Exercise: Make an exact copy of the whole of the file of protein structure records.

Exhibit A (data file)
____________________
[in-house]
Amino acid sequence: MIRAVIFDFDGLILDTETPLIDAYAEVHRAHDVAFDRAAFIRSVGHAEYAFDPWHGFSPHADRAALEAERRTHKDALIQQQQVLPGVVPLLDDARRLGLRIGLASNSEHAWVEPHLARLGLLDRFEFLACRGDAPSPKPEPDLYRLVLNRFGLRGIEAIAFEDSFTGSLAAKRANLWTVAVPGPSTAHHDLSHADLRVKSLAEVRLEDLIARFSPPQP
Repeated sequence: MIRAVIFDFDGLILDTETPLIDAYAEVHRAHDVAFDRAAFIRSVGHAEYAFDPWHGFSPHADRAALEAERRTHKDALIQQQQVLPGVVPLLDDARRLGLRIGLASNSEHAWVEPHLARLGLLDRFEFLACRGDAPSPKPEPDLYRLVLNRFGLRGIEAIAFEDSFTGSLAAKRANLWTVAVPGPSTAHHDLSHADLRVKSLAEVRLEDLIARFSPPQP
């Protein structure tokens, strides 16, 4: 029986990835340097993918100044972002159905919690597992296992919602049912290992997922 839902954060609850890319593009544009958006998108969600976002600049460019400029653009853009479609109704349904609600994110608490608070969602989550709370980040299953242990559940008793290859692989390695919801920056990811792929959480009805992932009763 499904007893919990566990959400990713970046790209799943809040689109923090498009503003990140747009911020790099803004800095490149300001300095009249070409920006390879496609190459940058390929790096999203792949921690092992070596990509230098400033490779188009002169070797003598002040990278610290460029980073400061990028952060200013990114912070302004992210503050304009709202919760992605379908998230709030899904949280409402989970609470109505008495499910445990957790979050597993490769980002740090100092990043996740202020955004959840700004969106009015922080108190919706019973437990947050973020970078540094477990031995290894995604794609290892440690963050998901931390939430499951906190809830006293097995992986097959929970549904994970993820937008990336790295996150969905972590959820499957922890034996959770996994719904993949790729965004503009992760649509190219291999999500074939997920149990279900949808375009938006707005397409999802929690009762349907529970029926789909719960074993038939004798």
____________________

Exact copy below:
[in-house]
Amino acid sequence: MIRAVIFDFDGLILDTETPLIDAYAEVHRAHDVAFDRAAFIRSVGHAEYAFDPWHGFSPHADRAALEAERRTHKDALIQQQQVLPGVVPLLDDARRLGLRIGLASNSEHAWVEPHLARLGLLDRFEFLACRGDAPSPKPEPDLYRLVLNRFGLRGIEAIAFEDSFTGSLAAKRANLWTVAVPGPSTAHHDLSHADLRVKSLAEVRLEDLIARFSPPQP
Repeated sequence: MIRAVIFDFDGLILDTETPLIDAYAEVHRAHDVAFDRAAFIRSVGHAEYAFDPWHGFSPHADRAALEAERRTHKDALIQQQQVLPGVVPLLDDARRLGLRIGLASNSEHAWVEPHLARLGLLDRFEFLACRGDAPSPKPEPDLYRLVLNRFGLRGIEAIAFEDSFTGSLAAKRANLWTVAVPGPSTAHHDLSHADLRVKSLAEVRLEDLIARFSPPQP
């Protein structure tokens, strides 16, 4: 029986990835340097993918100044972002159905919690597992296992919602049912290992997922 839902954060609850890319593009544009958006998108969600976002600049460019400029653009853009479609109704349904609600994110608490608070969602989550709370980040299953242990559940008793290859692989390695919801920056990811792929959480009805992932009763 499904007893919990566990959400990713970046790209799943809040689109923090498009503003990140747009911020790099803004800095490149300001300095009249070409920006390879496609190459940058390929790096999203792949921690092992070596990509230098400033490779188009002169070797003598002040990278610290460029980073400061990028952060200013990114912070302004992210503050304009709202919760992605379908998230709030899904949280409402989970609470109505008495499910445990957790979050597993490769980002740090100092990043996740202020955004959840700004969106009015922080108190919706019973437990947050973020970078540094477990031995290894995604794609290892440690963050998901931390939430499951906190809830006293097995992986097959929970549904994970993820937008990336790295996150969905972590959820499957922890034996959770996994719904993949790729965004503009992760649509190219291999999500074939997920149990279900949808375009938006707005397409999802929690009762349907529970029926789909719960074993038939004798």